We had our engagement photo shoot last night (more on that in a few weeks when we get our photos!) and we shot all over the city at our favorite spots. The Art Museum, Rittenhouse Square, and, of course, Parc. It speaks volumes about the kind of guy Jamal is that he not only puts up with my insane love for this theme-y Parisian bistro, but he actually indulges me and eats escargot if I order them. I’ve had better meals elsewhere in the city (hello, brunch), but that’s not why we go here (though if you get between me and the salade lyonnaise, I’ll bite your hand off). The atmosphere is as close to being in a real café in Paris as you can get without the plane fare. The chairs are all imported from Maison Drucker in France, the lace curtains are vintage, they have a chalkboard by the hostess stand with the week’s weather en Français. We’ve come here for all three of my birthdays we’ve celebrated together, and when we showed up last night with our photographer, Inna, in tow, they were more than happy to give us free reign of the place for as long as we wanted to get the perfect shot. In short: I love Parc.
Parc Bistro, 227 S. 18th Street.
September 18, 2013 / eat / drink /
My brother and sister-in-law very generously gifted us a super fancy brunch at Lacroix, in the Rittenhouse Hotel, for Christmas last year. We kept putting off making a reservation, convinced we needed an Extra Special Occasion, but figured a four day holiday weekend was the best opportunity we would get. So this past Sunday we put on our fanciest eating pants and went. At $70 per person for brunch (not including drinks), it wasn’t something that had even made its way onto my radar before, because while I LOVE brunch food, I’m content with $8 waffles from a diner. But having been now, I can safely say it is the only thing I want to eat forever and ever, amen. You guys, when I say there was SO MUCH GOOD FOOD please trust that I am not exaggerating. We’re talking (and these are just the things I can remember) stations of ceviche, and house-made sushi, and grilled octopus skewers, and four kinds of caviar, and east and west coast oysters, and shrimp, and fresh croissants, and yogurt panna cotta, and fresh fruit, and waffles, and pancakes, and smoked duck, and grilled salmon, and fleur de sel potatoes, and flank steak, and cheese boards, and shooters of Vietnamese broth with quail eggs, and two chocolate fountains, one milk, one dark, with homemade donuts and marshmallows and pretzels for dipping, and an ice cream station with lavender ice cream and blood orange sorbet, and a towering dessert table with miniature chocolate lava cakes, and macarons, and The Best Thing I Have Ever Eaten Ever Ever: cherry ricotta bread pudding with a croissant crumb crust. I thought about taking a giant scoop home in my purse, were it not decidedly déclassé.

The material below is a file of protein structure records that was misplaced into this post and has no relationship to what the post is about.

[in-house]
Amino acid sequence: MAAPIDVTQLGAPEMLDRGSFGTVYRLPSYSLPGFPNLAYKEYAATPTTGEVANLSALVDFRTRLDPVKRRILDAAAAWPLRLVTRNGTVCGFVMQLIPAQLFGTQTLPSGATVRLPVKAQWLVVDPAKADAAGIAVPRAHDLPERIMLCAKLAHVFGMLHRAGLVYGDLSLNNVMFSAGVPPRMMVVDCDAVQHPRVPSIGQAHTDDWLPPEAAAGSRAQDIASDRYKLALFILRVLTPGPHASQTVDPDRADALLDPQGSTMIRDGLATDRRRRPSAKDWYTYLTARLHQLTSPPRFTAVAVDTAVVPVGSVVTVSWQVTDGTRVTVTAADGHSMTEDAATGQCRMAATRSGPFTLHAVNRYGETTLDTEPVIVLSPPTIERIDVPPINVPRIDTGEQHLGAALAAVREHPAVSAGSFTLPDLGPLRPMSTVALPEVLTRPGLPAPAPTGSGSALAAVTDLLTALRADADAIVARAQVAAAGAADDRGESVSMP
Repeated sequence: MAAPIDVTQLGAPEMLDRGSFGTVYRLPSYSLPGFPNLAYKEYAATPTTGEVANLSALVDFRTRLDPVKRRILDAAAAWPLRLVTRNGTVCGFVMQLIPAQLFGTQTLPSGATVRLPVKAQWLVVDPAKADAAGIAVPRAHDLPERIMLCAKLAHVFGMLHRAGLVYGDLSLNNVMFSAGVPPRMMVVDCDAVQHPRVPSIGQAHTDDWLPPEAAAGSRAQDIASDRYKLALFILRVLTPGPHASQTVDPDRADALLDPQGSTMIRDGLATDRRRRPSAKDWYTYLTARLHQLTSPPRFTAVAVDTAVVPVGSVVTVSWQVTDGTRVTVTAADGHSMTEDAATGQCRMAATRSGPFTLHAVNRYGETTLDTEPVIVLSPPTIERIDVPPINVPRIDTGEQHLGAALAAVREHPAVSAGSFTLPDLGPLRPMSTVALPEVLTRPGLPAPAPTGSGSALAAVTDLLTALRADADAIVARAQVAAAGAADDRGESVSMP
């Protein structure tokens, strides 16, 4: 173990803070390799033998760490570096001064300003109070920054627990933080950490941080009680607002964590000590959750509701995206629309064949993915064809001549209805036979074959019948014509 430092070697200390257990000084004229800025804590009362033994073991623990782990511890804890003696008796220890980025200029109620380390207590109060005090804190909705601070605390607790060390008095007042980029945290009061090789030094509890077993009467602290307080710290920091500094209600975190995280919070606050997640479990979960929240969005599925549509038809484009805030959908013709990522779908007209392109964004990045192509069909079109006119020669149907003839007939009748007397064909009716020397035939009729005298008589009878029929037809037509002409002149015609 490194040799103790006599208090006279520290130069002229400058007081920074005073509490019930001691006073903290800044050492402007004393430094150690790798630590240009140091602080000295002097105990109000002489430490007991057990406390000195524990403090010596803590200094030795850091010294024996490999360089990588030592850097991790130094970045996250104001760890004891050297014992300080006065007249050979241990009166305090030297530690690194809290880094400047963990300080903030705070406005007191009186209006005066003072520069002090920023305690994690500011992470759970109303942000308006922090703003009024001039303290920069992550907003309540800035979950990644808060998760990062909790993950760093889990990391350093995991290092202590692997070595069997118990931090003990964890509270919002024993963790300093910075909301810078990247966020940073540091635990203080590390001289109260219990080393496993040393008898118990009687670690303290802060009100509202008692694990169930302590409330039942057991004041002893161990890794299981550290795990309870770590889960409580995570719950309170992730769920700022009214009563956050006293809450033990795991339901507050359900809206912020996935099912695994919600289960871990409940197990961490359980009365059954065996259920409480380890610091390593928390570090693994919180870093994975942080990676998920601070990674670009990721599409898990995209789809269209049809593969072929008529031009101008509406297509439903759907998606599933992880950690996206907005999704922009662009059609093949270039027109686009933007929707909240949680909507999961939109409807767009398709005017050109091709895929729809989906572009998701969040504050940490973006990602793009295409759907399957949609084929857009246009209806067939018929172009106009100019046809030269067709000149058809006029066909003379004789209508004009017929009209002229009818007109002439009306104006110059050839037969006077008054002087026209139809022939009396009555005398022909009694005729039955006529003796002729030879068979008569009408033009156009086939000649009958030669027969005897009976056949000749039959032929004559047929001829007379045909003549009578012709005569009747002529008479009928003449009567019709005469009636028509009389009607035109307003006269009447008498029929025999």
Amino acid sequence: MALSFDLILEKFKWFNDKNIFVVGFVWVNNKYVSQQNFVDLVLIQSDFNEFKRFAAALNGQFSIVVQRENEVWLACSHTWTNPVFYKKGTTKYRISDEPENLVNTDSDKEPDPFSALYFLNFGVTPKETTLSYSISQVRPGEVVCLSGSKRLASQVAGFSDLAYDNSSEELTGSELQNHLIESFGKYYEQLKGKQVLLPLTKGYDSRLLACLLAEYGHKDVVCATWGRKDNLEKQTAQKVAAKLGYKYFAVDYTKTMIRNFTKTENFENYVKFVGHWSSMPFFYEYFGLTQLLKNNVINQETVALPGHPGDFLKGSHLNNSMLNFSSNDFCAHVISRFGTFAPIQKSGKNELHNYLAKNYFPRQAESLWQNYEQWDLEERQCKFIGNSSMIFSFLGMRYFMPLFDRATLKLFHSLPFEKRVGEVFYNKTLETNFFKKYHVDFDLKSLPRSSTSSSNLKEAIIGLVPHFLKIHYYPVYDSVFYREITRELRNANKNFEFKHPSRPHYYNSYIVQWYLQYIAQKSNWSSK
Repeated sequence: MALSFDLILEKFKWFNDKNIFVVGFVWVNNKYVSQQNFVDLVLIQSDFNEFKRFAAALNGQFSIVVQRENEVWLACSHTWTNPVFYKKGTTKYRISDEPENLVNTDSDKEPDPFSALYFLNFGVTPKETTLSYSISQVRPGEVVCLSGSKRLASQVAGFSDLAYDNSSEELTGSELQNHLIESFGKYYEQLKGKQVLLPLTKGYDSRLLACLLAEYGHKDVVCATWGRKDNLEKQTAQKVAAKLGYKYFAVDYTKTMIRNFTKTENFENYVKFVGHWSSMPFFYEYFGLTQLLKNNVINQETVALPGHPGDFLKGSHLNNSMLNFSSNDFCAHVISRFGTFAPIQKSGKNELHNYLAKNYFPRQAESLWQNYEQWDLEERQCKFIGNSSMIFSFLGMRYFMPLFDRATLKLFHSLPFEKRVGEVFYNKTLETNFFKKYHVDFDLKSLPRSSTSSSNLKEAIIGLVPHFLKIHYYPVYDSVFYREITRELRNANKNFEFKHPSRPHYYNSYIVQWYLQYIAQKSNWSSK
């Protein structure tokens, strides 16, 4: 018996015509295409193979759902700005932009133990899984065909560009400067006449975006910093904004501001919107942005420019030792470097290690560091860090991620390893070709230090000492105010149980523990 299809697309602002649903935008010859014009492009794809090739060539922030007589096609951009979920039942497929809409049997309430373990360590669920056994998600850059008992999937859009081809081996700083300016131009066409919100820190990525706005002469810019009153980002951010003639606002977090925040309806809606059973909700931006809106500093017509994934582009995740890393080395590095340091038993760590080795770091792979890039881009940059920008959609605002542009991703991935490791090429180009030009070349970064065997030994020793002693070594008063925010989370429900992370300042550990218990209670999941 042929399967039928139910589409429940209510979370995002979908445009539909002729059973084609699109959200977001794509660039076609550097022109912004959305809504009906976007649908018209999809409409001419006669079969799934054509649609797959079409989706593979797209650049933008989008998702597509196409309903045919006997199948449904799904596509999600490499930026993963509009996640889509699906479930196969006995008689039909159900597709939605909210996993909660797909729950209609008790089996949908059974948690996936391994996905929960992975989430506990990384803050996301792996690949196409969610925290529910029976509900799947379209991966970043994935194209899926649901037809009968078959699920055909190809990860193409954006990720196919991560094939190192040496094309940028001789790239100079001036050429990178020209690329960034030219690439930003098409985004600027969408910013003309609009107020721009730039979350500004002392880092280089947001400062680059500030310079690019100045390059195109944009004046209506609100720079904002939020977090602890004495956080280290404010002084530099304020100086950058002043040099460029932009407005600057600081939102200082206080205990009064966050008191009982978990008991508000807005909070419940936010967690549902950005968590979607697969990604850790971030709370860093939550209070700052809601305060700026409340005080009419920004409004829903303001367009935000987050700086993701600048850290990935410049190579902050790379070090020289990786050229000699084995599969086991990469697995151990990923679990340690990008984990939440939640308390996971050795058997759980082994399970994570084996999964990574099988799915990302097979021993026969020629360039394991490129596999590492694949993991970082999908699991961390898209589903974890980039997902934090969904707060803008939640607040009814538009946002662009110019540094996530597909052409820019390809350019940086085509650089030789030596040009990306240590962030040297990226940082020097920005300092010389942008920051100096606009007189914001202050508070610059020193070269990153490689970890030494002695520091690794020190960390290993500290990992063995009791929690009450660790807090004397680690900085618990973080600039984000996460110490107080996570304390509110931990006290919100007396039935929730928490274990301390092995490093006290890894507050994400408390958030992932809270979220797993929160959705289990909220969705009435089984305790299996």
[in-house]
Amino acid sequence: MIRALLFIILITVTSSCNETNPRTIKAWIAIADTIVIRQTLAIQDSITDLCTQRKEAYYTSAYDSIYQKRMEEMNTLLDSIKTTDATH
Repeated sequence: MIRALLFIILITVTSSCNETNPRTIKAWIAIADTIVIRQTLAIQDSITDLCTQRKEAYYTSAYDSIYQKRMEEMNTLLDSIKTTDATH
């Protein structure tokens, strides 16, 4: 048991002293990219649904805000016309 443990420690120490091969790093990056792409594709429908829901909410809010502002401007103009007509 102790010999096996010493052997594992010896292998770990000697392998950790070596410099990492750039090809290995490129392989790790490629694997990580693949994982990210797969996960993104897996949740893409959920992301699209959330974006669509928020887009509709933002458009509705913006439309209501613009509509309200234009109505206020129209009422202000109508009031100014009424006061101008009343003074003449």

The service, as you would expect in this kind of establishment, was totally top-drawer. Every waiter and chef (because the majority of the stations were in the kitchen, which was neat) seemed to be placed on earth solely to ensure you had the perfect meal. The restaurant itself looks out over Rittenhouse Square, and the broad stretch of windows were equipped with automatic blinds that lowered incrementally throughout the meal to make sure the sunlight streamed in beautifully.Was it a luxury? Absolutely. Did I roll myself home and nap for two hours? You better believe it. It was one of the best meals I’ve ever had, second only to our hilarious engagement dinner in Paris.